-
Existing solid fuel units such as a stove or fireplace release odours, heat badly, cause
smoke returns, or reversed draft (whether there is combustion or not );
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Tundra Furnace Installation and Operation Manual
-
The opening of a window, even slightly, in calm weather (windless), eliminates every
problem mentioned above ;
-
The house is equipped with a tight vapour barrier and adjusted windows, and/or is
equipped with an interior air mechanical evacuation device ;
-
There is excessive condensation on the windows in winter; and
-
The house is equipped with a ventilation system.
If, according to these symptoms or other similar ones, there is insufficient combustion air, it
is necessary to ensure an additional combustion air supply.
Additional combustion air can be provided following the following methods, provided that
they satisfy chapter 4 of the CSA B365 standard for Canada:
-
Direct connection: solid fuel units can be connected directly to a source of new
combustion air only if they are certified for this kind of installation, which must respect
the manufacturer’s instructions.
-
Indirect method: new combustion air can be brought into a pipe located within
approximately 300mm (12 inches) of the unit. If the pipe is too close to the furnace, it
may interfere with its operation.
-
Mechanical ventilation system: if the house is equipped with a ventilation system (air
exchanger or heat recovery), the ventilation system may provide sufficient auxiliary air
to the solid fuel unit. Otherwise, the owner should be informed that the ventilation
system may have to be rebalanced by a ventilation technician after the installation of
the solid fuel unit.
WARNING: SUFFICIENT COMBUSTION AIR MUST BE AVAILABLE AT ALL TIMES;
LACK OF COMBUSTION AIR CONSTITUTES A DANGER.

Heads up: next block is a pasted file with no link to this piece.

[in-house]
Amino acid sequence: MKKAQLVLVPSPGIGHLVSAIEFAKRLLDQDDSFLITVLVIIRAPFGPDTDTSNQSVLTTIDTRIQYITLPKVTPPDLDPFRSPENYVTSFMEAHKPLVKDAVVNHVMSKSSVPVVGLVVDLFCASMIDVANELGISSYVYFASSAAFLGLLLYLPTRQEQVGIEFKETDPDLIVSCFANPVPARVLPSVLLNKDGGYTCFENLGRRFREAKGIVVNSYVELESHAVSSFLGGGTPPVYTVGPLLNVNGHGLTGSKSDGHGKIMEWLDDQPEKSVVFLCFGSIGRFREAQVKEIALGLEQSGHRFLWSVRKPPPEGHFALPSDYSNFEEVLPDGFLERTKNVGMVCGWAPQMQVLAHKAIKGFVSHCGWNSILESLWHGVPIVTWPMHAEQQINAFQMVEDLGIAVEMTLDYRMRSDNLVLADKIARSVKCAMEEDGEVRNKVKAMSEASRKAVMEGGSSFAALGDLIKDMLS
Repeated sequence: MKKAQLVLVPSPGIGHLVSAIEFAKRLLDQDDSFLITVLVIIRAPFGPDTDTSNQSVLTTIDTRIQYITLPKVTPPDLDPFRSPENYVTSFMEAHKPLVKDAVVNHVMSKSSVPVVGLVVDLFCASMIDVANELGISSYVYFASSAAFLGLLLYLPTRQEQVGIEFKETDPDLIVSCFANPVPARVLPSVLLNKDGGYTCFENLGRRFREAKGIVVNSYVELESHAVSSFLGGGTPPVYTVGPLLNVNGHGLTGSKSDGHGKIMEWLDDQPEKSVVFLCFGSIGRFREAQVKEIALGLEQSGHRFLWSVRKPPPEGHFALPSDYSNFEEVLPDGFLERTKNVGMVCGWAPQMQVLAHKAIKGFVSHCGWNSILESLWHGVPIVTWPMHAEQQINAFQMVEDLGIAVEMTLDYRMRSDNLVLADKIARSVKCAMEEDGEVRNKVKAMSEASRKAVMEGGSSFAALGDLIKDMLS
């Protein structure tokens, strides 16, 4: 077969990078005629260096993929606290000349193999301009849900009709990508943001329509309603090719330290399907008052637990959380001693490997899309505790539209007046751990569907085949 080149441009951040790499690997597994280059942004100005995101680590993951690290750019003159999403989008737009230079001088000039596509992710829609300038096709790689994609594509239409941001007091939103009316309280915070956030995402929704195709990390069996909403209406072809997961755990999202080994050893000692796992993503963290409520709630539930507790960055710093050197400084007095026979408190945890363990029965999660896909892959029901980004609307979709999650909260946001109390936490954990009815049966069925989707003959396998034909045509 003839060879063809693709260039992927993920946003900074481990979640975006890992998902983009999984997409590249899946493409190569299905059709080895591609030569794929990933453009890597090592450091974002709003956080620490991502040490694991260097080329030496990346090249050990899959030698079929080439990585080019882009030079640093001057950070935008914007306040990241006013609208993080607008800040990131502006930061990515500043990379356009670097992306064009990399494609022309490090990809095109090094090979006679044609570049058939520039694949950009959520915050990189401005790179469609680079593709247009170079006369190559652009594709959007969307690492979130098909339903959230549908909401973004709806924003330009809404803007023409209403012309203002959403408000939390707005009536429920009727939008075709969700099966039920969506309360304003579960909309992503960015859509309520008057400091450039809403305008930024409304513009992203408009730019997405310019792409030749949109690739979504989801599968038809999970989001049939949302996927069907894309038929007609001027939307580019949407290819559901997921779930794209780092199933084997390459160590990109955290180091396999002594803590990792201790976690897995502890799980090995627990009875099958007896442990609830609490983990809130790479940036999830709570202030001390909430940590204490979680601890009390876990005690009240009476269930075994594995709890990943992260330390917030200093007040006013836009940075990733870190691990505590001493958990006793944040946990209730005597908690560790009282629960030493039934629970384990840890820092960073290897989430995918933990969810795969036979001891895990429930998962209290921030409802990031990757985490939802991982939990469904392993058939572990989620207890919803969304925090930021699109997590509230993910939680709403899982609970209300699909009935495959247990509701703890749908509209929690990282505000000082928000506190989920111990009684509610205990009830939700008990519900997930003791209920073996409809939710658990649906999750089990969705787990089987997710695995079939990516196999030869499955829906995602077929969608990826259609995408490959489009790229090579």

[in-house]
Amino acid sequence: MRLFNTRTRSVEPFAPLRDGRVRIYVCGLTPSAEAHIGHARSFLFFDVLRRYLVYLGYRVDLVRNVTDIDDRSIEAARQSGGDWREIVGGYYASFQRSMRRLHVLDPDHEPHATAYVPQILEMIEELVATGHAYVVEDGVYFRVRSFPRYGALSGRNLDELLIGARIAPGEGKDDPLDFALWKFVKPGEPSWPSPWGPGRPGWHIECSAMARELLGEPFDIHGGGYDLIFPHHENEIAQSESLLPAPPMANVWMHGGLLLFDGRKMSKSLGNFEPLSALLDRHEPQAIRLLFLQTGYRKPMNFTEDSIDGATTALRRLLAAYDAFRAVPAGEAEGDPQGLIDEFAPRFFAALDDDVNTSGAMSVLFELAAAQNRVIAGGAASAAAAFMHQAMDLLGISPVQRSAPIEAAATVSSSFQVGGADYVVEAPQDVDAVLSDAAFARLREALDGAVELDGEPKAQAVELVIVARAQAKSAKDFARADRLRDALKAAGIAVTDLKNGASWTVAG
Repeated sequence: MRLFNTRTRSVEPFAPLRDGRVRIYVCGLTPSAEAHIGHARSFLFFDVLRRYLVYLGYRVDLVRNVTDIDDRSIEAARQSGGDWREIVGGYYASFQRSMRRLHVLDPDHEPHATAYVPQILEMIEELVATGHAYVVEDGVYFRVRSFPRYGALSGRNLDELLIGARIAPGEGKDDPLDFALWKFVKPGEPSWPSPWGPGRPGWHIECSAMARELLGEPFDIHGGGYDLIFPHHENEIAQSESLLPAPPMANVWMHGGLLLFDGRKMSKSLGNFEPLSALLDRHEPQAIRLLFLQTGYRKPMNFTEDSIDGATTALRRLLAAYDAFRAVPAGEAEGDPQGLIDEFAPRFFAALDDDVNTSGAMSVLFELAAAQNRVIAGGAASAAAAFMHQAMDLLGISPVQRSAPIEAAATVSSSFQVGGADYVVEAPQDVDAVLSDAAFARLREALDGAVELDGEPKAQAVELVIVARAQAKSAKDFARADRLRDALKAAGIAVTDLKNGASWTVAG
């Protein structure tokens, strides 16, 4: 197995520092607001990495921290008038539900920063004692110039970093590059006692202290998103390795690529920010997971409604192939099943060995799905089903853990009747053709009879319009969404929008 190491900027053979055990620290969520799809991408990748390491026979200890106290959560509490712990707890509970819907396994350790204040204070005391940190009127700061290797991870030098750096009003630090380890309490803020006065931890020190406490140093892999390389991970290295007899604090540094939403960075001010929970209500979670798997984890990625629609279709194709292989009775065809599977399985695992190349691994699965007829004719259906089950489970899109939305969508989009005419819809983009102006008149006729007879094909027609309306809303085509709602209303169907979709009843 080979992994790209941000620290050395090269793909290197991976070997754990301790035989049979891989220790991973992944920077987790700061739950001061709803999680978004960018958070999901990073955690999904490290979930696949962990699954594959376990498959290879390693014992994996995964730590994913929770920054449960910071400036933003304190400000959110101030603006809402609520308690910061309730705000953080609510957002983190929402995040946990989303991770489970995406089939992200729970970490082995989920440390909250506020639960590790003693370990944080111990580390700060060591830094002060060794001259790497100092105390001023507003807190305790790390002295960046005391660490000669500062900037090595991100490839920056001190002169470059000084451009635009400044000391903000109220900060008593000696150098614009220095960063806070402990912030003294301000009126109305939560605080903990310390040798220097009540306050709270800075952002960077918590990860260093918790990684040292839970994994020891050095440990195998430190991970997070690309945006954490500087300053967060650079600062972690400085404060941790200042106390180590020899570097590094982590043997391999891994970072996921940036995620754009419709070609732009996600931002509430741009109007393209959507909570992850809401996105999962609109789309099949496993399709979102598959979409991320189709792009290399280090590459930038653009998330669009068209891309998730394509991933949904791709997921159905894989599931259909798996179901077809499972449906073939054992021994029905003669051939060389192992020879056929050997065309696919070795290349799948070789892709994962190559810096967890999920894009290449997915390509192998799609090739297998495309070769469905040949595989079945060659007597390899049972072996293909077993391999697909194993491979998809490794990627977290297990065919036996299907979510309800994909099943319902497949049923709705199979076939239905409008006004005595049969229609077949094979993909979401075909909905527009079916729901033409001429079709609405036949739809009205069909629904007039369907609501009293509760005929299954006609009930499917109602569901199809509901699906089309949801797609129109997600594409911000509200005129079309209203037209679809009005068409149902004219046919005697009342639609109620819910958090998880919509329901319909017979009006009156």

NOTE:
It is recommended to install an outside
air inlet with a diameter of at least 4
inches in the room where the heating
appliance is installed (see drawing next
page). It is preferable to choose a wall
which is not exposed to dominant winds,
depending on the conditions surrounding
your house.
INSULATED PIPE
AIR SUPPLY
AIR INLET
EXTERIOR WALL
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Tundra Furnace Installation and Operation Manual
6.6 Filter
Even though this furnace is not equipped with a filter, we strongly recommend the
installation of the optional filter kit, sold separately. See Appendix 2: Optional Filter
(AC01390).
N.B.: THE OWNER OF THE FURNACE IS RESPONSIBLE FOR THE ROOM’S AIR
QUALITY IN CASE OF NEGATIVE PRESSURE OR TEMPORARY NEGATIVE
PRESSURE.
7 Setting up the unit and clearances
7.1 Unit location
The furnace must be installed where outside air supply will be sufficient for proper
combustion. In airtight houses, it might be necessary to install an outside air inlet (see
details in Section 6.5, Combustion air.)
The furnace must be positioned so that the connector is as short as possible. Minimize the
use of 90o elbows and horizontal lengths.
The owner must ensure a proper installation to allow a safe operation of the
appliance.
7.2 Location of the certification label
Since the information given on the certification label affixed to the appliance always
overrides the information published, in any other media (owner’s manual, catalogues,
flyers, magazines and/or web sites) it is important to refer to it in order to have a safe and
compliant installation. In addition, you will find information about your furnace (model,
serial number, etc.). You can find the certification label on the back of the furnace.
7.3 Clearances to combustible material
The clearances shown in this section have been determined by test according to
procedures set out in safety standards CSA B366.1 (Canada) and UL 391 (U.S.A.). When
the furnace is installed so that its surfaces are at or beyond the minimum clearances
specified, combustible surfaces will not overheat under normal and even abnormal
operating conditions.
No part of the furnace or flue pipe may be located closer to combustibles than the
minimum clearance figures given.
N.B.: THIS APPLIANCE MUST BE INSTALLED IN ACCORDANCE WITH THE
INSTRUCTIONS ON THE CERTIFICATION LABEL APPLIED ON THE UNIT.
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Tundra Furnace Installation and Operation Manual
Clearances with a ceiling height (L) of 72" (193 cm)
A
B
C
D
E
F
G
H
CLEARANCES
(SINGLE WALL PIPE)
CANADA
USA
24’’ (610 mm)
24’’ (610 mm)
18’’ (457 mm)
18’’ (457 mm)
12’’ (305 mm) min.
12’’ (305 mm) min.
72’’ (193cm)
72’’ (193cm)
2’’ (50 mm)
2’’ (50 mm)
1’’ (25 mm)
1’’ (25 mm)
72’’ (193cm)
72’’ (193cm)
11" (280 mm)
11" (280 mm)
7.4 Floor protector